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  1. For picture and more check out my site at Jonkraatz.com What exactly is a High Speed Build? In airsoft a high speed build refers to a upgraded platform (usually PDW or PBR) capable of a fearsome rate of fire (30-50 rounds/sec). High speed builds are typically medium to high stress and require moderate tech skills and basic knowledge of the inner workings of your rifle. What gives your rifle a high ROF? The ROF (rate of fire) is determined by three things: The battery, the motor, and the gear ratio. Ultimately the battery affects the ROF the most but motor and gear ratio are equally important. Even with a powerful 11.1v LiPo your guns ROF will be heavily restricted by its stock motor and gears. Upgrading your motor and gears will allow you to use the full power of your battery and greatly increase efficiency and trigger response. To handle the high stresses that these new parts will put on your system you will need to upgrade parts such as the piston and spring. Modifications such as radiusing and short-stroking may not be essential but are highly recommended. Shimming and motor height tuning should be done on ALL builds and is a must for stress builds of any sort. Understanding what parts to buy Battery: First things first, throw away every Ni-cad/NiMh battery you own, you wont be needing them anymore. . . Choosing the right battery can be complicated and even frustrating at times. To find the right battery you must keep following factors in mind. How much battery space do you have? Can you mount an external battery? How long will you be out on the field? All of these things matter when shopping. That aside you must also match the performance of the battery to your build. To do this you must understand the battery ratings. On each battery you will find three things; the voltage, C rating, and Mah. This stuff gets very complicated very fast so lets put it into simpler terms. Imagine a river flowing out of a lake, The Mah is the size of the lake (capacity) and the C rating is how wide the river is or how much water flows out at one time (Discharge rate). To calculate how powerful the battery is you have to multiply the C rating by the mAh. In other words a battery with 2500mAh and a 50C discharge rate will be less powerful than a battery with 9000mAh and a 25C discharge rate. Also a battery with 5000mAh and 25C will last longer than one with the same mAh and 50C, though the later will be more powerful. And then you have the voltage which ranges from 3.7v, 7.4v, 11.1v, to 14.8v (the most common in airsoft are 7.4 and 11.1). Imagine the voltage as power levels or the speed of the current though the river, as rule of thumb a 11.1v will always be more powerful than a 7.4v regardless of mAh or C. For high speed builds 11.1v LiPos are a essential. I personally use 11.1v 3000mAh 30C brick type LiPos. A 11.1v at 25-50C with around 1500 Mah would be a good place to start. Motor: Airsoft motors come in three flavors; High Torque (HT), Balanced, and High Speed (HS). Contrary to popular belief HS motors are actually the worst type for high speed builds. Its also good to note at this point that most stock motors are absolute garbage (with the exception of KWA and JG) since they use ceramic based magnets. Most aftermarket motors come with neodymium or rare earth magnets, these are a must have in any decent motor. Motors are also rated by TPA or turns per armature, In basic concept the higher the TPA the more powerful the motor is. The lower the TPA the faster the motor is. In the old days you used to have to choose between RPMs and torque (ROF vs trigger response). Now with the implementation of neo magnets HT motors are powerful enough to pull super low ratio gears to get a fearsome ROF and a crisp trigger response. Most HS motors are useless these days, HT will be your friend. Although some balanced motors can increase your ROF much higher than any HT can they tend to burn out and wear much, much faster. HT motors are my go to for any build for their reliablilty, effeciency and trigger response. Gears: This is one of the more simple parts to understand. Most stock gears come in a 18:1 ratio, this means that the motor has to turn the bevel gear 18 times to fire the gun. Gears like motors are rated from HT to HS, 32:1-20:1 are considered HT, 18:1 and 16:1 are considered balanced. HS gears are where its at, the most common are 13:1 and 12:1 and some companies even make 10:1. Gears themselves will make the smallest difference in performance but paired with the right motor will make a fearsome build. That being considered, gears are subjected to the most about of stress out of all the parts in your gearbox. Gear failure is the most catastrophic failure that can happen and is often quite violent not to mention expensive. NEVER skimp out on quality with gears, although they might be expensive up front it is far cheaper in the long run. This guide is primariy geared towards (no pun intended) meduim stress builds so unless your an expert mechenic ,in which case you would not be reading this, stay away from DSGs. I will make a DSG guide in the future or at very least cover the concept. What brands make the best parts? All the parts on Brill Armory are very high quality and are fairly reputable. We reccomend you do as much shoping off of there as I can as all the parts are hand selected by Brill himself. Batteries: DO NOT BUY AIRSOFT BRANDED BATTERIES! Buy batteries from hobby stores or in bulk from distributers as they are far cheaper than the airsoft branded ones. Tenergy, Turnigy, and Floureon all make great batteries. Motors: ZCI and SHS motors are by far my favorite because of their powerful magnets, high quality and competitive price. Action army although very pricy make good high quality motors and undergo strict QC. ASG motors are also a good choice with their high TPA and CNC machining. I'd personally steer clear of Lonex as their motor brushes are extremly soft and wear quickly, they also don't mesh well with SHS gears which are my favorite for Meduim stress builds. Gears: As I said before never skimp on your gears. If you are going to make any investment in a build then buy a set of Siegetek gears. Siegetek makes the best gears hands down nuff said. . . seriously if you can afford them go buy some. SHS Also makes good gears, SHS makes the best gears for their price range I use them in most of my builds. Super Shooter gears are also reccomended, I've heard they are SHS's "premium" line whatever that means, they also have ball bearing shafts. countinued. . .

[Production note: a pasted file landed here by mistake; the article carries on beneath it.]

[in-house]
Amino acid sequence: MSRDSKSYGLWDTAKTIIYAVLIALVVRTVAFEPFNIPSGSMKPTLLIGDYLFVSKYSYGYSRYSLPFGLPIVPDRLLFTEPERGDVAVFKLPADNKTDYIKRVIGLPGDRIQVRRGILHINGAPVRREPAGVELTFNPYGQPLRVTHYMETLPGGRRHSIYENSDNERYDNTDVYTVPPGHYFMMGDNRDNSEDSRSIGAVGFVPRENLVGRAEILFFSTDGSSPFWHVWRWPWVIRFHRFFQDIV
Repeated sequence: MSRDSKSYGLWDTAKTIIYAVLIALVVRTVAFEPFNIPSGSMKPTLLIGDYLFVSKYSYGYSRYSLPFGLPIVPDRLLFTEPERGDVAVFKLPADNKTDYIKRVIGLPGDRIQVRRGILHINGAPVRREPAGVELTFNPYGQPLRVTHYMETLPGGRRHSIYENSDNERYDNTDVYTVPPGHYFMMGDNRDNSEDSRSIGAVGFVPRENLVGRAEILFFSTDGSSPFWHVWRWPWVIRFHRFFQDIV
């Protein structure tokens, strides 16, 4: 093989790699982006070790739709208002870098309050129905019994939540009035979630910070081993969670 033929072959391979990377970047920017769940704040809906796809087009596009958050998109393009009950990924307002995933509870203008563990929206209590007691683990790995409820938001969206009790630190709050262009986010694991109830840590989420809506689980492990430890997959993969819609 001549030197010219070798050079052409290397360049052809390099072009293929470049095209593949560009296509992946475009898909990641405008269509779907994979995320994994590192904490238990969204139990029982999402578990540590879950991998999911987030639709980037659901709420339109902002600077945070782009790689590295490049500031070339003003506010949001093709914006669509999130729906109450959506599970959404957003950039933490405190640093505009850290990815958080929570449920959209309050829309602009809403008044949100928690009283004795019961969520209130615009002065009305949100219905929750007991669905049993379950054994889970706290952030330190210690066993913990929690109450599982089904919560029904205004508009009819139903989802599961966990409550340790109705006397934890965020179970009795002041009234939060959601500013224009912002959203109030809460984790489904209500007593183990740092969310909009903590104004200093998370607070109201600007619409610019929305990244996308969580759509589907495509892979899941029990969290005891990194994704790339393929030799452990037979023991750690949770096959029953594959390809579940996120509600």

2. Whatup airsoft addicts! My name is Liam and I am trying to get the word out for my a huge airsoft guide I completed writing recently. You may have seen it around and on other airsoft websites already, it's my comprehensive guide on everything airsoft! It's around 75 pages long and took me 2 months to write and an additional 4 months to refine and edit. I've written it mainly to act as a reference for beginners and newcomers to this awesome sport. Take a look at it if you'd like and make sure to share it with your younger cousin or something